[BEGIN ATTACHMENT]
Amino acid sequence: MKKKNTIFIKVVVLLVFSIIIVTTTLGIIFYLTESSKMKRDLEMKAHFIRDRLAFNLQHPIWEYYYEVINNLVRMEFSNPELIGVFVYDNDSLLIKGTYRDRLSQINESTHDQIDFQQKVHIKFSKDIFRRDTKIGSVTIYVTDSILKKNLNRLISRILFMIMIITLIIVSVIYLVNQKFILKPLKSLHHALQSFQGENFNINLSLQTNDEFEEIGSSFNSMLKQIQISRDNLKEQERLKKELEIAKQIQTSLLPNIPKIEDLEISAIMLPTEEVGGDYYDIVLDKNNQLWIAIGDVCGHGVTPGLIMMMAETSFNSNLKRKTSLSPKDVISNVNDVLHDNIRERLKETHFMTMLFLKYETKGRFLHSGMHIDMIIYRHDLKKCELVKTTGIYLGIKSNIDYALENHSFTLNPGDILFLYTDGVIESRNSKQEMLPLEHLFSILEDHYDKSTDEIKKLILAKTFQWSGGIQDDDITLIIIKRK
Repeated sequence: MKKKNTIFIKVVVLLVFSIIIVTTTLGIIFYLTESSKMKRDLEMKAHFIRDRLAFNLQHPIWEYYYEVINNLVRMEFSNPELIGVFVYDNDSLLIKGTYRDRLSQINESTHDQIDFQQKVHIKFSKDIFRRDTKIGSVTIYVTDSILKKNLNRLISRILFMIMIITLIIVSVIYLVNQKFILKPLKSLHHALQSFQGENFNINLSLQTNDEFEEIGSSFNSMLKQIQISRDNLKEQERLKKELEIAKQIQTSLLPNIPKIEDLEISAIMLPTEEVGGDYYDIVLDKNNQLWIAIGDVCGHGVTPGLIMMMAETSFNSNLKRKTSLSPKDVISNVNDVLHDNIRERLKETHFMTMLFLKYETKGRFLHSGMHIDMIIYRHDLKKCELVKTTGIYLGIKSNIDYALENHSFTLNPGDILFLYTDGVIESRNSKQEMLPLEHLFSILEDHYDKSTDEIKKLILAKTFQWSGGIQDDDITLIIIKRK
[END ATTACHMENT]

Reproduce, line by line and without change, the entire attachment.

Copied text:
Amino acid sequence: MKKKNTIFIKVVVLLVFSIIIVTTTLGIIFYLTESSKMKRDLEMKAHFIRDRLAFNLQHPIWEYYYEVINNLVRMEFSNPELIGVFVYDNDSLLIKGTYRDRLSQINESTHDQIDFQQKVHIKFSKDIFRRDTKIGSVTIYVTDSILKKNLNRLISRILFMIMIITLIIVSVIYLVNQKFILKPLKSLHHALQSFQGENFNINLSLQTNDEFEEIGSSFNSMLKQIQISRDNLKEQERLKKELEIAKQIQTSLLPNIPKIEDLEISAIMLPTEEVGGDYYDIVLDKNNQLWIAIGDVCGHGVTPGLIMMMAETSFNSNLKRKTSLSPKDVISNVNDVLHDNIRERLKETHFMTMLFLKYETKGRFLHSGMHIDMIIYRHDLKKCELVKTTGIYLGIKSNIDYALENHSFTLNPGDILFLYTDGVIESRNSKQEMLPLEHLFSILEDHYDKSTDEIKKLILAKTFQWSGGIQDDDITLIIIKRK
Repeated sequence: MKKKNTIFIKVVVLLVFSIIIVTTTLGIIFYLTESSKMKRDLEMKAHFIRDRLAFNLQHPIWEYYYEVINNLVRMEFSNPELIGVFVYDNDSLLIKGTYRDRLSQINESTHDQIDFQQKVHIKFSKDIFRRDTKIGSVTIYVTDSILKKNLNRLISRILFMIMIITLIIVSVIYLVNQKFILKPLKSLHHALQSFQGENFNINLSLQTNDEFEEIGSSFNSMLKQIQISRDNLKEQERLKKELEIAKQIQTSLLPNIPKIEDLEISAIMLPTEEVGGDYYDIVLDKNNQLWIAIGDVCGHGVTPGLIMMMAETSFNSNLKRKTSLSPKDVISNVNDVLHDNIRERLKETHFMTMLFLKYETKGRFLHSGMHIDMIIYRHDLKKCELVKTTGIYLGIKSNIDYALENHSFTLNPGDILFLYTDGVIESRNSKQEMLPLEHLFSILEDHYDKSTDEIKKLILAKTFQWSGGIQDDDITLIIIKRK